Answering Multiple-Choice Questions in Which Examinees Doubt What the True Answer Is among Different Options.
Abstract: This research explores the results that an examinee would obtain if taking a multiple-choice questions test in which they have doubts as to what the true answer is among different options. This problem is analyzed by making use of combinatorics and analytical and sampling methodologies. The Spanish exam through which doctors become medical specialists has been employed as an example. Although it is difficult to imagine that there are candidates who respond randomly to all the questions of such an exam, it is common that they may doubt over what the correct answer is in some questions. The exam consists of a total of 210 multiple-choice questions with 4 answer options. The cut-off mark is calculated as one-third of the average of the 10 best marks in the exam. According to the results obtained, it is possible to affirm that in the case of doubting over two or three of the four possible answers in certain group questions, answering all of them will in most cases lead to obtaining a positive result. Moreover, in the case of doubting between two answer options in all the questions of the MIR test, it would be possible to exceed the cut-off mark.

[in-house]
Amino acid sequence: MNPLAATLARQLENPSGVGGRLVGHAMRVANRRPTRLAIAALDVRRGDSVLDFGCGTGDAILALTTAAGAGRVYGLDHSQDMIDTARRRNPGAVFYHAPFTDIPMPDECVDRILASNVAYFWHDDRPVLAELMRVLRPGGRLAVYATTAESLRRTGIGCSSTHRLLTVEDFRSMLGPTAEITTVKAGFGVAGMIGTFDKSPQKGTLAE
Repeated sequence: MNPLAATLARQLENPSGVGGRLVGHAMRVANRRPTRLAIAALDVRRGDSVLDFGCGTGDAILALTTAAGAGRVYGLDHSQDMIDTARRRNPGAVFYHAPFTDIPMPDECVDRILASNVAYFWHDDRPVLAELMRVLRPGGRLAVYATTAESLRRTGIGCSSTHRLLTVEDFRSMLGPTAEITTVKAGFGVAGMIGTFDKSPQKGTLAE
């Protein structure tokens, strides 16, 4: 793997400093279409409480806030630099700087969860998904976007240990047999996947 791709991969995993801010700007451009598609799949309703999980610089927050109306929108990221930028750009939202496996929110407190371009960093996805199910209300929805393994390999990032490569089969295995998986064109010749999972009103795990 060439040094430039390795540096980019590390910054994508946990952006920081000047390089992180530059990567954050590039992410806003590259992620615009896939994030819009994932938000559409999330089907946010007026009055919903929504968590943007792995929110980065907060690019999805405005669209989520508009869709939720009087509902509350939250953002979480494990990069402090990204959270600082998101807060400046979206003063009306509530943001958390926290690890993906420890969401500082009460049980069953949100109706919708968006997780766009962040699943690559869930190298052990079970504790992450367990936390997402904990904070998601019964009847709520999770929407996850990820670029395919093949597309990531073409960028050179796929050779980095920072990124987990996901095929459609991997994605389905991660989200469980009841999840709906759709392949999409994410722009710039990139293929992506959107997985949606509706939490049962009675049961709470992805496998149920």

- MEDICINA